Re: spark gap/arc resistance (fwd)

---------- Forwarded message ----------
Date: Mon, 20 Jul 1998 12:33:49 -0700
From: Jim Lux <James.P.Lux-at-jpl.nasa.gov>
To: Tesla List <tesla-at-pupman-dot-com>
Subject: Re: spark gap/arc resistance  (fwd)

Tesla List wrote:
> ---------- Forwarded message ----------
> Date: Sun, 19 Jul 1998 21:36:49 -0600 (MDT)
> From: Chip Atkinson <chip-at-pupman-dot-com>
> To: tesla-at-pupman-dot-com
> Subject: spark gap/arc resistance
> Greetings,
> Is there a rule of thumb type calculation for the resistance of a spark
> gap (that's firing :-)) such as 1 ohm /inch for example?  I checked my web
> site and list archives and didn't find anything such as this and don't
> remember any actual values, despite the fact that the topic is often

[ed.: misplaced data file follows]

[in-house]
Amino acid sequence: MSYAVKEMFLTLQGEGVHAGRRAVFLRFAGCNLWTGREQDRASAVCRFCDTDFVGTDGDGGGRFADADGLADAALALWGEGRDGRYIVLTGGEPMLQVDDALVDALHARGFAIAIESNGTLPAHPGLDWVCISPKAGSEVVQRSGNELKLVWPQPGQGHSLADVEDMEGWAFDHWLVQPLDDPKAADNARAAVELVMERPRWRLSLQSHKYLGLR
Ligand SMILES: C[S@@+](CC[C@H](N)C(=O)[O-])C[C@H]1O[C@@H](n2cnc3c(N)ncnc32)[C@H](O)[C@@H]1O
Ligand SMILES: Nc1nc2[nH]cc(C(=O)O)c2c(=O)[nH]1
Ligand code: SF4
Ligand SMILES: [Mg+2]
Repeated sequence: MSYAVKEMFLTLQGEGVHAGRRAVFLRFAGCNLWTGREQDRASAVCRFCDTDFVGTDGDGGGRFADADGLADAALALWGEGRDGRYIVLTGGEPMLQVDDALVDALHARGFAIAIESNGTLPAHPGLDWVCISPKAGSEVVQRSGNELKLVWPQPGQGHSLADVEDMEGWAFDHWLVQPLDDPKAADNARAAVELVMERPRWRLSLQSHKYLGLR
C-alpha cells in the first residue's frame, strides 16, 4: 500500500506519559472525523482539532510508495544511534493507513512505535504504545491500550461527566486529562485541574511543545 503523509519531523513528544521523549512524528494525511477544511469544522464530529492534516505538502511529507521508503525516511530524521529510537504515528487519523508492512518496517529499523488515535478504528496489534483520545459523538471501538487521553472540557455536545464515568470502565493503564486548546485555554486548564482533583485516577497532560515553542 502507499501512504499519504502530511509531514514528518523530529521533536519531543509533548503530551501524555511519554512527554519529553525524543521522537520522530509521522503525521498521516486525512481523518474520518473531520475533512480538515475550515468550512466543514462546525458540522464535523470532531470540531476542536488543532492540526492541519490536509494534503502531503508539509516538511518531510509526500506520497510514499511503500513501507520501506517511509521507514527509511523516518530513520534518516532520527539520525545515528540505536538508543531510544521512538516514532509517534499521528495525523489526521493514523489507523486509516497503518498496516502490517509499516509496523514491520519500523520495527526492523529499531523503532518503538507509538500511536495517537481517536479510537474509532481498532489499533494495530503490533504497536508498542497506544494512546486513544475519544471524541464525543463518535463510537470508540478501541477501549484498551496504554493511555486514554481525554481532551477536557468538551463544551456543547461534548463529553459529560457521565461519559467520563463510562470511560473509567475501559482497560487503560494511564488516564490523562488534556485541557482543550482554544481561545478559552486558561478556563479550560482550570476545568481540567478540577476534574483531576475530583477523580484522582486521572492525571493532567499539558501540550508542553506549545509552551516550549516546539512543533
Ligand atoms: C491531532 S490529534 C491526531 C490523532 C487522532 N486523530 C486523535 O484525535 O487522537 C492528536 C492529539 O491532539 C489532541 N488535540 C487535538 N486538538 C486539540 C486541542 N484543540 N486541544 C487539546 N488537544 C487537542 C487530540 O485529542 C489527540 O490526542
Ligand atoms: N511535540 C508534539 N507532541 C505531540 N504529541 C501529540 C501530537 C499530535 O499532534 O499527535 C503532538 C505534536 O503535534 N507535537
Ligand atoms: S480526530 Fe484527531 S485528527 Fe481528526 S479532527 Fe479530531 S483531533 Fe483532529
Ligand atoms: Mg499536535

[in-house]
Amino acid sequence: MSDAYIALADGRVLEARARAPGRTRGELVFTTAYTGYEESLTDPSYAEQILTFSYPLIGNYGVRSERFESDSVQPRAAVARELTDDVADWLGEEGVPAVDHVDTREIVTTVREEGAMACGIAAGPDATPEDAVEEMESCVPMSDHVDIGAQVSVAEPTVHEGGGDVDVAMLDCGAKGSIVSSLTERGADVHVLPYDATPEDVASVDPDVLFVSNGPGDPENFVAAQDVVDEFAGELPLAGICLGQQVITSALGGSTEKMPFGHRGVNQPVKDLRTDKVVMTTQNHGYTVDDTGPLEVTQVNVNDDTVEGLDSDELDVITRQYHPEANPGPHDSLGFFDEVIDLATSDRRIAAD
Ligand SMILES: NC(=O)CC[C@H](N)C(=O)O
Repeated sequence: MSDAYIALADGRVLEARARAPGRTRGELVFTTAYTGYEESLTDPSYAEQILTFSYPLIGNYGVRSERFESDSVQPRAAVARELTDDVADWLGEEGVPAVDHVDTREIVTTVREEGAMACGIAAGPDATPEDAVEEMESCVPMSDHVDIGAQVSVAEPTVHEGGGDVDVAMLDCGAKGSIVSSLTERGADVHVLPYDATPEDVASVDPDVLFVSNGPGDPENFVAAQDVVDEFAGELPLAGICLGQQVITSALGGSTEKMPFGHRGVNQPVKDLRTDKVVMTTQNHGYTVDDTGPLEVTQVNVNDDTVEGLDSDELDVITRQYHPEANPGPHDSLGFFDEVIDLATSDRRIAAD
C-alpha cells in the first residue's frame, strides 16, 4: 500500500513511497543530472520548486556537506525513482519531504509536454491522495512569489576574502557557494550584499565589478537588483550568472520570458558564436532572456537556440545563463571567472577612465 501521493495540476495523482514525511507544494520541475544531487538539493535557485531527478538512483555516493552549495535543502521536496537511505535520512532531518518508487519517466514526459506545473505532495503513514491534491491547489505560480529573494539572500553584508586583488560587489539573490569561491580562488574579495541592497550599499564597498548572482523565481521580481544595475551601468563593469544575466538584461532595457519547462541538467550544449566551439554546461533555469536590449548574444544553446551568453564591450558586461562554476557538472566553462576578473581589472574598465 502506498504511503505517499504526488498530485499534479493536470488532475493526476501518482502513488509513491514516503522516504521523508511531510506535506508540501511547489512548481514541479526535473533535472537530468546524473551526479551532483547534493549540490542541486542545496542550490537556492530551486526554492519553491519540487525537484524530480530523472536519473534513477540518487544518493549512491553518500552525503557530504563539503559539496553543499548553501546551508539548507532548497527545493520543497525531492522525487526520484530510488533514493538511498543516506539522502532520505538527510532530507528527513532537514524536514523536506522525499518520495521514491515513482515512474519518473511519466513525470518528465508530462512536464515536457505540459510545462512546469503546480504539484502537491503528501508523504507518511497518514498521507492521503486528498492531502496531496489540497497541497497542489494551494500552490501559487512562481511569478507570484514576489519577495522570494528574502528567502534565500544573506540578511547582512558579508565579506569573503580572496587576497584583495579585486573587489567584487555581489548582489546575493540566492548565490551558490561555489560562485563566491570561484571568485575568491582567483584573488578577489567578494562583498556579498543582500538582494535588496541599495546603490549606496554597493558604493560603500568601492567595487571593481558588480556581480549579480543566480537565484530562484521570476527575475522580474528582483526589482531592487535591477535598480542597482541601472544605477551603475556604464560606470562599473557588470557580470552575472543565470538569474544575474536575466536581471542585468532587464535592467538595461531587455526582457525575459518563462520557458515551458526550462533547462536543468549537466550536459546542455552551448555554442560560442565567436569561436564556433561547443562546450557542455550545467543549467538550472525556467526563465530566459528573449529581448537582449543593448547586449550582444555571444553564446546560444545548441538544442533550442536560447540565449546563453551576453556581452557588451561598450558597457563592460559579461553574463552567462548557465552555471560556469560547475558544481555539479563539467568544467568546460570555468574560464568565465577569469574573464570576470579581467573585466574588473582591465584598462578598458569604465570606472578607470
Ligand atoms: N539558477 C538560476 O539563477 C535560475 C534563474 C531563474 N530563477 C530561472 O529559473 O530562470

> discussed.
Check the EG&G web site for discharge characteristics of high pressure
xenon arcs.

Otherwise, for air at 10 kA, 1kV/meter. or 0.1 ohm/meter.
for 200 A, 2.5V/cm (250 V/m, 1.25 Ohm/meter )
for 10A, 20V/cm (2kV/m, 200 Ohm/meter)

Here are some summarized equations from Bazelyan and Raizer (p38-42)
where they make an analysis of an equilibrium arc.
(-> means are approximately equal)

Tm -> const/ (const - ln(i/R)		max Temp of arc
sigma max -> i/R*(const-ln(i/R))/const)		max conductivity
Power/length -> const/(const-ln(i/R))^2	
voltage = 8 *pi*k* Tm^2/ (I * i) -> same form as power/length
r0  = R *sqrt(sigma max/b) 	channel radius

R is the tube radius
i is the current
I is the ionization voltage

channel radius is roughly proportional to sqrt(current)
current density is rougly proportional to temperature which is roughly
proportional to current/(channelradius^2)

 It varies a lot, but a voltage drop goes as sqrt of current, so, for a
current of 100 A, 1 ohm/meter, etc.